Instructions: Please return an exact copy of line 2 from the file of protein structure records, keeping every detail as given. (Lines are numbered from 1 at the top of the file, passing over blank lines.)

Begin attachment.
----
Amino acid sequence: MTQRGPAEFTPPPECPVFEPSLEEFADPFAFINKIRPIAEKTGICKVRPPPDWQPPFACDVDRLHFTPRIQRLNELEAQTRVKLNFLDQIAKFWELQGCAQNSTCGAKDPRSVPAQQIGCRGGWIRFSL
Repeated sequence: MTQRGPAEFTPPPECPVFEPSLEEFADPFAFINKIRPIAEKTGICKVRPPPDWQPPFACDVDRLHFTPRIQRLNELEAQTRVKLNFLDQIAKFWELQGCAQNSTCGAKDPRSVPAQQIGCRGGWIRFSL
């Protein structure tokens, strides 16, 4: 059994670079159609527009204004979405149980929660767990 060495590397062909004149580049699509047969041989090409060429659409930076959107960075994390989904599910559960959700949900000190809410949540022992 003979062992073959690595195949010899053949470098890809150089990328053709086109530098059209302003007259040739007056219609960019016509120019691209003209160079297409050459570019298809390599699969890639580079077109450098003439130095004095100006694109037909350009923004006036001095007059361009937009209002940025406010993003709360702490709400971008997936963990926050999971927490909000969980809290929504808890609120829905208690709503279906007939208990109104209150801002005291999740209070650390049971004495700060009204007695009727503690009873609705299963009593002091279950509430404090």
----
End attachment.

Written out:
Repeated sequence: MTQRGPAEFTPPPECPVFEPSLEEFADPFAFINKIRPIAEKTGICKVRPPPDWQPPFACDVDRLHFTPRIQRLNELEAQTRVKLNFLDQIAKFWELQGCAQNSTCGAKDPRSVPAQQIGCRGGWIRFSL